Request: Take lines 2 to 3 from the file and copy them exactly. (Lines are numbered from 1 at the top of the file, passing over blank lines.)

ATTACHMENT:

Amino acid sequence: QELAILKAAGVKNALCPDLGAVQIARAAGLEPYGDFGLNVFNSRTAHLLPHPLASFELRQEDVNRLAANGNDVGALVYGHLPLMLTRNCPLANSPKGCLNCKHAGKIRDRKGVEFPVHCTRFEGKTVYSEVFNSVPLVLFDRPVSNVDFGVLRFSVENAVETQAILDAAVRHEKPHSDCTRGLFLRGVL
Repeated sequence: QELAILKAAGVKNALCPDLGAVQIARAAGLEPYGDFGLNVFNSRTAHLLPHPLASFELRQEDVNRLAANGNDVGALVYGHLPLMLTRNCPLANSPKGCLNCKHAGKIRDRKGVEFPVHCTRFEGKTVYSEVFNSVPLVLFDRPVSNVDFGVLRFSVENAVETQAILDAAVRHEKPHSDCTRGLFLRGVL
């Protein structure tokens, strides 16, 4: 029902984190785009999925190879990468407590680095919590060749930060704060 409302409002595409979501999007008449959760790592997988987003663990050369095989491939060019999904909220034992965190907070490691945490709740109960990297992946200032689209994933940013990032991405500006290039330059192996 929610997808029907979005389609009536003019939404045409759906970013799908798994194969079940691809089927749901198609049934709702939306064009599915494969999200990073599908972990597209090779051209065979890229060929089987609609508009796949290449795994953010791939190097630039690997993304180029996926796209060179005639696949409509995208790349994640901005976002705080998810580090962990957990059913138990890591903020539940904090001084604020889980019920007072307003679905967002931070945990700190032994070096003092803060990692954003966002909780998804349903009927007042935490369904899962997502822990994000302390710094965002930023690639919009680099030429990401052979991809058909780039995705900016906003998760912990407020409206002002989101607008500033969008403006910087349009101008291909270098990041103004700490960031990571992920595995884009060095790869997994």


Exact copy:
Repeated sequence: QELAILKAAGVKNALCPDLGAVQIARAAGLEPYGDFGLNVFNSRTAHLLPHPLASFELRQEDVNRLAANGNDVGALVYGHLPLMLTRNCPLANSPKGCLNCKHAGKIRDRKGVEFPVHCTRFEGKTVYSEVFNSVPLVLFDRPVSNVDFGVLRFSVENAVETQAILDAAVRHEKPHSDCTRGLFLRGVL
């Protein structure tokens, strides 16, 4: 029902984190785009999925190879990468407590680095919590060749930060704060 409302409002595409979501999007008449959760790592997988987003663990050369095989491939060019999904909220034992965190907070490691945490709740109960990297992946200032689209994933940013990032991405500006290039330059192996 929610997808029907979005389609009536003019939404045409759906970013799908798994194969079940691809089927749901198609049934709702939306064009599915494969999200990073599908972990597209090779051209065979890229060929089987609609508009796949290449795994953010791939190097630039690997993304180029996926796209060179005639696949409509995208790349994640901005976002705080998810580090962990957990059913138990890591903020539940904090001084604020889980019920007072307003679905967002931070945990700190032994070096003092803060990692954003966002909780998804349903009927007042935490369904899962997502822990994000302390710094965002930023690639919009680099030429990401052979991809058909780039995705900016906003998760912990407020409206002002989101607008500033969008403006910087349009101008291909270098990041103004700490960031990571992920595995884009060095790869997994």